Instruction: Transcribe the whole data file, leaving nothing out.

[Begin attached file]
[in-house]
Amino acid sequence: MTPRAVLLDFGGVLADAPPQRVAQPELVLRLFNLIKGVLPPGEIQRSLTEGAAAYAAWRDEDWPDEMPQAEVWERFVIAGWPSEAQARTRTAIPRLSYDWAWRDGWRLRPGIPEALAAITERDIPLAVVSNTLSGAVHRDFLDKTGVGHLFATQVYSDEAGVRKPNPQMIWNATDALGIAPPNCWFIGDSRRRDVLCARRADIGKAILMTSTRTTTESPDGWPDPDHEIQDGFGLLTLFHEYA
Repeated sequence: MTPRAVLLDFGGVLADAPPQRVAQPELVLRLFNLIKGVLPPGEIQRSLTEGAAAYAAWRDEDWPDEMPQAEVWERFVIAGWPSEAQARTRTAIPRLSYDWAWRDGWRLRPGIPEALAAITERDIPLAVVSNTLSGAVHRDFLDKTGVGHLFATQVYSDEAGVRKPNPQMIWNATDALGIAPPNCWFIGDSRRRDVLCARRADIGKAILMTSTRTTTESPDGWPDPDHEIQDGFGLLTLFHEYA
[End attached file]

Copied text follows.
[in-house]
Amino acid sequence: MTPRAVLLDFGGVLADAPPQRVAQPELVLRLFNLIKGVLPPGEIQRSLTEGAAAYAAWRDEDWPDEMPQAEVWERFVIAGWPSEAQARTRTAIPRLSYDWAWRDGWRLRPGIPEALAAITERDIPLAVVSNTLSGAVHRDFLDKTGVGHLFATQVYSDEAGVRKPNPQMIWNATDALGIAPPNCWFIGDSRRRDVLCARRADIGKAILMTSTRTTTESPDGWPDPDHEIQDGFGLLTLFHEYA
Repeated sequence: MTPRAVLLDFGGVLADAPPQRVAQPELVLRLFNLIKGVLPPGEIQRSLTEGAAAYAAWRDEDWPDEMPQAEVWERFVIAGWPSEAQARTRTAIPRLSYDWAWRDGWRLRPGIPEALAAITERDIPLAVVSNTLSGAVHRDFLDKTGVGHLFATQVYSDEAGVRKPNPQMIWNATDALGIAPPNCWFIGDSRRRDVLCARRADIGKAILMTSTRTTTESPDGWPDPDHEIQDGFGLLTLFHEYA